In the JobStreet camp were Lazard, HwangDBS, and DBS Bank, alongside AmInvestment Bank.

Due diligence and management meetings started in November, and the SEEK deal team was back and forward from Melbourne and Sydney to Singapore at least four or five times.

The key to a deal getting secured was winning the support of management and board members, who owned in the order of 40 per cent per cent of ­JobStreet.

The prize for SEEK was in sight. JobStreet, which listed on the Malaysian stock exchange in 2004, had exposure to key geographies including Malaysia, Singapore, Indonesia the Philippines and Vietnam. In more simple terms, it reached more than 11 million jobseekers and more than 100,000 employers.

SEEK also needed to closely consider the financing and structure of the transaction, keeping in mind its existing footprint in Asia.

SEEK backers were kept in the loop at various points.

PwC was on hand as an accounting and tax adviser, doing some of the data and number crunching.

Michael Horman of Baker & McKenzie helped with the legal work, while SBA Law’s principal Steven Klein, whose profile says he has worked with Seek since it was established in 1997, was also on deck.

The advisers spanned more than five countries in the Asia Pacific region.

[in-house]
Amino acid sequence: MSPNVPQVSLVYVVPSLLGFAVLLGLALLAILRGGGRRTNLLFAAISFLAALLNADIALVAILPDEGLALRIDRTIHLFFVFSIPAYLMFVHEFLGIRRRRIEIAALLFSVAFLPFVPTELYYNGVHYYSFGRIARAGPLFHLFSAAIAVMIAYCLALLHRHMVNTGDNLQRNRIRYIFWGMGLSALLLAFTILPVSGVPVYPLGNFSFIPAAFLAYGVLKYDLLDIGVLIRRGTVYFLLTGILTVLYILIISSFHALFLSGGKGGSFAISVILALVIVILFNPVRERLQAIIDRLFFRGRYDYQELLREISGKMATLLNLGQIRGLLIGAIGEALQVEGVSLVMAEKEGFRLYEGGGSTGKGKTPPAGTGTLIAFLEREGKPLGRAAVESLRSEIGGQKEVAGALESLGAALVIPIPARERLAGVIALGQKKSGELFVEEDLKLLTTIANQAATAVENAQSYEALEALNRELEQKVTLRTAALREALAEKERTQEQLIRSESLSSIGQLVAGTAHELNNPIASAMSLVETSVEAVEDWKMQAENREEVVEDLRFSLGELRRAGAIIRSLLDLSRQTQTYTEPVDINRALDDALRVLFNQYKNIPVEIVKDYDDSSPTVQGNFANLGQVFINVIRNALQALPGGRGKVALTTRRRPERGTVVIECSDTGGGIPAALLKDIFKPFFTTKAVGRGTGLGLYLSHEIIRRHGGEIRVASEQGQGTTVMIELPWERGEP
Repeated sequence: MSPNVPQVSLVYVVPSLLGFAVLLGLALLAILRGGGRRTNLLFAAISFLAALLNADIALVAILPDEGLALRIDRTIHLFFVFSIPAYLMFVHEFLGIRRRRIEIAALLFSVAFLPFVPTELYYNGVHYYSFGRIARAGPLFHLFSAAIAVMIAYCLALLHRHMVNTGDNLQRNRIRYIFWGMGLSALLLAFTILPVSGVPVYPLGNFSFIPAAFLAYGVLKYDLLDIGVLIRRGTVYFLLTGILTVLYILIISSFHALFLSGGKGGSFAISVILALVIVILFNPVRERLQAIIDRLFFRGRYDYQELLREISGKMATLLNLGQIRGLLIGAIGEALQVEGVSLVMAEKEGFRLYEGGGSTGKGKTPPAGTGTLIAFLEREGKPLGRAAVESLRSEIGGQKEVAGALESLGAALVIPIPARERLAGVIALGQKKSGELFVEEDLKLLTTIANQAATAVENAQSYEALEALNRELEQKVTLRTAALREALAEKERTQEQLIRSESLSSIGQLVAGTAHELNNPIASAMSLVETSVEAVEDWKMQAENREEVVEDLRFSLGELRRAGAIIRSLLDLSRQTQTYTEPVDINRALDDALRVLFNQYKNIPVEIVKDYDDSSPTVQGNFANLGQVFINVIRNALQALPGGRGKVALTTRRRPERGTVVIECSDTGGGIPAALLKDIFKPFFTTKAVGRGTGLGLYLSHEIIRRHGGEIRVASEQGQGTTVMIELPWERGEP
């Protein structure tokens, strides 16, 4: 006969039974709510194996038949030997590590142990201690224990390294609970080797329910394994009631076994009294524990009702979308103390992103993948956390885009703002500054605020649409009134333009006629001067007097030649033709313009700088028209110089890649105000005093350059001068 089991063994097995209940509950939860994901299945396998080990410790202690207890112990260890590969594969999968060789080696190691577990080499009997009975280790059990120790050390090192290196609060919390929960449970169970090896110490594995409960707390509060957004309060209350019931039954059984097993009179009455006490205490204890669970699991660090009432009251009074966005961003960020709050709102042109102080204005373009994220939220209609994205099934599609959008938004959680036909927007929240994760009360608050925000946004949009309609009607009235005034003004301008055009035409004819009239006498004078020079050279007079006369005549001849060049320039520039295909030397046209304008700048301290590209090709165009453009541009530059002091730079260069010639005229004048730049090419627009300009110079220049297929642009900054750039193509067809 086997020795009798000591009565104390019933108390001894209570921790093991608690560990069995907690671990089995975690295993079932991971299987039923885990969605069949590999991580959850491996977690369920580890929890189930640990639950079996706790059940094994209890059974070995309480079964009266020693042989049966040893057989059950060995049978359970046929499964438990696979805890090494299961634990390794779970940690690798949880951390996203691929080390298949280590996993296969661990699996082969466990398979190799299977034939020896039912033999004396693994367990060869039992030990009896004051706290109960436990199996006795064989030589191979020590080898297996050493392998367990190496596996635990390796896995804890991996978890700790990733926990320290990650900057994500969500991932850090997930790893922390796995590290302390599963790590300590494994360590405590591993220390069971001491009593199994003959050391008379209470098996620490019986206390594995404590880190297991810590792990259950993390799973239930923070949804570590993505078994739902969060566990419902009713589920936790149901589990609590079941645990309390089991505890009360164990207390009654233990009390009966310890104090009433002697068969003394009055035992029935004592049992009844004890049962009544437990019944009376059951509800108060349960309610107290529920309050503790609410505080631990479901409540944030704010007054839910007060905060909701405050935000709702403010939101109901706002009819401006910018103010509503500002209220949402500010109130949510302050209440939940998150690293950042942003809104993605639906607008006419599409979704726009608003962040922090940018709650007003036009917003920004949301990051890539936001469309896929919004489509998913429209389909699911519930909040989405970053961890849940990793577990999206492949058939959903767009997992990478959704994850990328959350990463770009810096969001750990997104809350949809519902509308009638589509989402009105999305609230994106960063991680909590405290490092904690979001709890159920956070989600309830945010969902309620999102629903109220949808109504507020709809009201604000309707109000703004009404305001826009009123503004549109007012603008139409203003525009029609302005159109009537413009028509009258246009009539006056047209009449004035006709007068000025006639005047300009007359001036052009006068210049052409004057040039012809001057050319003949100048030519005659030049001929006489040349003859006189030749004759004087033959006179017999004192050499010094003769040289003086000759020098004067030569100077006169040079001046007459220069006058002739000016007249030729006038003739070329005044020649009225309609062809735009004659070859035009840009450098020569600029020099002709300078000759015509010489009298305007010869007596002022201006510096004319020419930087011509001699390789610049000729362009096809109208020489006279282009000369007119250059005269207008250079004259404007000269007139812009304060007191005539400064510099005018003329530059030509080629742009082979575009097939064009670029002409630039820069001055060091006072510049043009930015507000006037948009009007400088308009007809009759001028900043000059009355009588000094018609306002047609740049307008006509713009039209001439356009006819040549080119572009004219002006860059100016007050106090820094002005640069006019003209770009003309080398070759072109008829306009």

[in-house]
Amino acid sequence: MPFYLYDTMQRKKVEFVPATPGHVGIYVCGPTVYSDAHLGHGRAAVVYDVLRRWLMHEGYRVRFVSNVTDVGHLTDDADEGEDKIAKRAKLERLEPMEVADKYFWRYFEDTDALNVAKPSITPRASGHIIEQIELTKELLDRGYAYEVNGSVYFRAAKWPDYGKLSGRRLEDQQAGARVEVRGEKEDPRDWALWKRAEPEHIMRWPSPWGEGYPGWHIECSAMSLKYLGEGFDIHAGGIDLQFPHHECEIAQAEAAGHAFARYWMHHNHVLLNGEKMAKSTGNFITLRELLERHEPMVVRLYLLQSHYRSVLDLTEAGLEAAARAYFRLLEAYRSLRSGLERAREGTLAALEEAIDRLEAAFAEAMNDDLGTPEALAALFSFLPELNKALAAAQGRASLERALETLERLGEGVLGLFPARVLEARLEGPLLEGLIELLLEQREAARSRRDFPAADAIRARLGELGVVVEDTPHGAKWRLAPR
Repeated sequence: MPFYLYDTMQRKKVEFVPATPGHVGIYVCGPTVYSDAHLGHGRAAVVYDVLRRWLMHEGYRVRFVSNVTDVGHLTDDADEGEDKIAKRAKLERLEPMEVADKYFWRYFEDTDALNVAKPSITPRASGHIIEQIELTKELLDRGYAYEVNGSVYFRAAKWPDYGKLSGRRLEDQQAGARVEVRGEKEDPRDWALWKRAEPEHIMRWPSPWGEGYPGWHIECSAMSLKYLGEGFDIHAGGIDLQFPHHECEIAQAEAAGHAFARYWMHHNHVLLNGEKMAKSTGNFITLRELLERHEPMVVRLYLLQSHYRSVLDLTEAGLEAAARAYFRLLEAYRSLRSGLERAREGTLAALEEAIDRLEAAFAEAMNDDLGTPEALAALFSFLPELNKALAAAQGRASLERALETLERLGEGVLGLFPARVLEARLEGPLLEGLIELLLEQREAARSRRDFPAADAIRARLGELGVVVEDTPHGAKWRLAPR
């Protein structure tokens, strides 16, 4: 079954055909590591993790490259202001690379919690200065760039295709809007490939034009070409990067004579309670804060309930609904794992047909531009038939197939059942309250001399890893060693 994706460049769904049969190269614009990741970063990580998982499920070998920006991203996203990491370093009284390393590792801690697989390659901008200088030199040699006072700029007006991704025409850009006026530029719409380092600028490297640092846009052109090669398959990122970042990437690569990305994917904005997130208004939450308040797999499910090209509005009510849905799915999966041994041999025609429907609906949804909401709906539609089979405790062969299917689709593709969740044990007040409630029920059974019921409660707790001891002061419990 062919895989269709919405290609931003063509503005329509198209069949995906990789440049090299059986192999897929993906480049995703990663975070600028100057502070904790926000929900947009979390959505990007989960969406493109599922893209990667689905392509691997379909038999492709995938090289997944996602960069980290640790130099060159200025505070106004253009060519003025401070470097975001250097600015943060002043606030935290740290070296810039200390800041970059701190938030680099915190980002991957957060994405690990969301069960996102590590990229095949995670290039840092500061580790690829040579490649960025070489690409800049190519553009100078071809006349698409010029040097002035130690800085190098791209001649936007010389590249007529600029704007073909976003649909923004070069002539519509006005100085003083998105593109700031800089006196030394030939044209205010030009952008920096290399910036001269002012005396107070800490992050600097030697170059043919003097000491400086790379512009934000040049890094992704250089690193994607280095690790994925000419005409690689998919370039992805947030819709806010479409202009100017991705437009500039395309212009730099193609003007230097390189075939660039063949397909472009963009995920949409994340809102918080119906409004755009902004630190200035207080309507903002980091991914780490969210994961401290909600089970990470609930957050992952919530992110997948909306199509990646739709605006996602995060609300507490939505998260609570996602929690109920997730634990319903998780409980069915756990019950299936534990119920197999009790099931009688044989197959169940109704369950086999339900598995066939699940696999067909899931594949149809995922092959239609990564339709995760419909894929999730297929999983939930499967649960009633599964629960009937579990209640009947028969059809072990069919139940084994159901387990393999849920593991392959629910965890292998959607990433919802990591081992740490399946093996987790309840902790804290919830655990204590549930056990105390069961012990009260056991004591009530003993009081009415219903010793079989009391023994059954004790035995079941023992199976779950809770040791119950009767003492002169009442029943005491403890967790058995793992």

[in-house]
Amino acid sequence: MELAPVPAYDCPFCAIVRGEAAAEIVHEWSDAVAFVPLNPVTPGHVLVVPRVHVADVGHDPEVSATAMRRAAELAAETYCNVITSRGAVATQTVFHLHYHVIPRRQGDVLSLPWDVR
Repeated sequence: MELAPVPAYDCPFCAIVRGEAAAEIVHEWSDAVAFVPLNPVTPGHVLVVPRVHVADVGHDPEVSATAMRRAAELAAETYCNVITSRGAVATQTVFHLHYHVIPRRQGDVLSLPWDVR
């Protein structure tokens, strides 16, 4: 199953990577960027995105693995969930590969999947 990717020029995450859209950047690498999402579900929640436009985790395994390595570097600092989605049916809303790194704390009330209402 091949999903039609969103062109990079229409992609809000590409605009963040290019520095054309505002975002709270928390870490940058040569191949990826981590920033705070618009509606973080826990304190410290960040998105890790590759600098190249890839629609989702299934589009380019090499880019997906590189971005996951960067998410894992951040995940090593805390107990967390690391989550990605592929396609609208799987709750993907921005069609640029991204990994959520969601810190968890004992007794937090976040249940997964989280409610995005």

On the weekend before the deal was announced by SEEK, members of the team spent the weekend in Hong Kong, formalising the details ahead of a SEEK board meeting.

The SEEK board, led by Neil Chatfield, met and signed off on the broad parameters of the deal early in the week but allowed some scope for tweaking .

Even as a trading halt in JobStreet shares late on Tuesday evening gave a hint something was a foot, SEEK advisers and the internal team were ­bunkered down at their St Kilda Road headquarters working through the night to ensure the announcement would coincide with the company’s interim results.

Sustenance, or pizza, was ordered in to help survive the working night. It was Wednesday morning and SEEK had a two-pronged announcement.

It outlined the agreed transaction that will see SEEKAsia buy JobStreet, and combine it JobsDB. Seek will own about 75 per cent of the merged entity. Co-investors News Corp will account for 12 per cent,Tiger Global 9 per cent, and Macquarie Capital 4 per cent

Total consideration is $580 million, SEEK is tipping in $374 million, ­including existing JobStreet equity and cash. News Corp & Tiger together are contributing some $83 million .

The company also put together a new bank facility, intending to access debt funding.

The transaction is by no means done though. JobStreet’s shareholders need to give the deal the green light and it needs regulatory approvals, including that of the competition commission in approval in Singapore.

Investors digested the announcements and responded with gusto, sending SEEKS shares soaring almost 18 per cent on Wednesday. Settlement is expected in last quarter of this financial year.